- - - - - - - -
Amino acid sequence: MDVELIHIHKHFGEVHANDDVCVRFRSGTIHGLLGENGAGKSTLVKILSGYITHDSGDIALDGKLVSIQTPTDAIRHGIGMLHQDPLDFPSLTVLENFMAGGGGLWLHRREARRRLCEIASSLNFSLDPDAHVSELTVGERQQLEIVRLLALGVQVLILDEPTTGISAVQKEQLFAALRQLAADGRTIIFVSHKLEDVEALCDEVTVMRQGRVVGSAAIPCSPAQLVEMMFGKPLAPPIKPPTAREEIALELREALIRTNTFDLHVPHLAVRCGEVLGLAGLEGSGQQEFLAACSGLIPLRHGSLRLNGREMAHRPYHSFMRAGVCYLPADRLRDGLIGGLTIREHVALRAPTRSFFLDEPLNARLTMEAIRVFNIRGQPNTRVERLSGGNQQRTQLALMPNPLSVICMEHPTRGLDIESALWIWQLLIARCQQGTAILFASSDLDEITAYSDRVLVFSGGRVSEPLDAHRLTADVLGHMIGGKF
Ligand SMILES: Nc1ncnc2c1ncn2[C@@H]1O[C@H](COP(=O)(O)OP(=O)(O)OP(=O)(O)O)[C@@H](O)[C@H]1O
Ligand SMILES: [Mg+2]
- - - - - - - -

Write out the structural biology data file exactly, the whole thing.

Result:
Amino acid sequence: MDVELIHIHKHFGEVHANDDVCVRFRSGTIHGLLGENGAGKSTLVKILSGYITHDSGDIALDGKLVSIQTPTDAIRHGIGMLHQDPLDFPSLTVLENFMAGGGGLWLHRREARRRLCEIASSLNFSLDPDAHVSELTVGERQQLEIVRLLALGVQVLILDEPTTGISAVQKEQLFAALRQLAADGRTIIFVSHKLEDVEALCDEVTVMRQGRVVGSAAIPCSPAQLVEMMFGKPLAPPIKPPTAREEIALELREALIRTNTFDLHVPHLAVRCGEVLGLAGLEGSGQQEFLAACSGLIPLRHGSLRLNGREMAHRPYHSFMRAGVCYLPADRLRDGLIGGLTIREHVALRAPTRSFFLDEPLNARLTMEAIRVFNIRGQPNTRVERLSGGNQQRTQLALMPNPLSVICMEHPTRGLDIESALWIWQLLIARCQQGTAILFASSDLDEITAYSDRVLVFSGGRVSEPLDAHRLTADVLGHMIGGKF
Ligand SMILES: Nc1ncnc2c1ncn2[C@@H]1O[C@H](COP(=O)(O)OP(=O)(O)OP(=O)(O)O)[C@@H](O)[C@H]1O
Ligand SMILES: [Mg+2]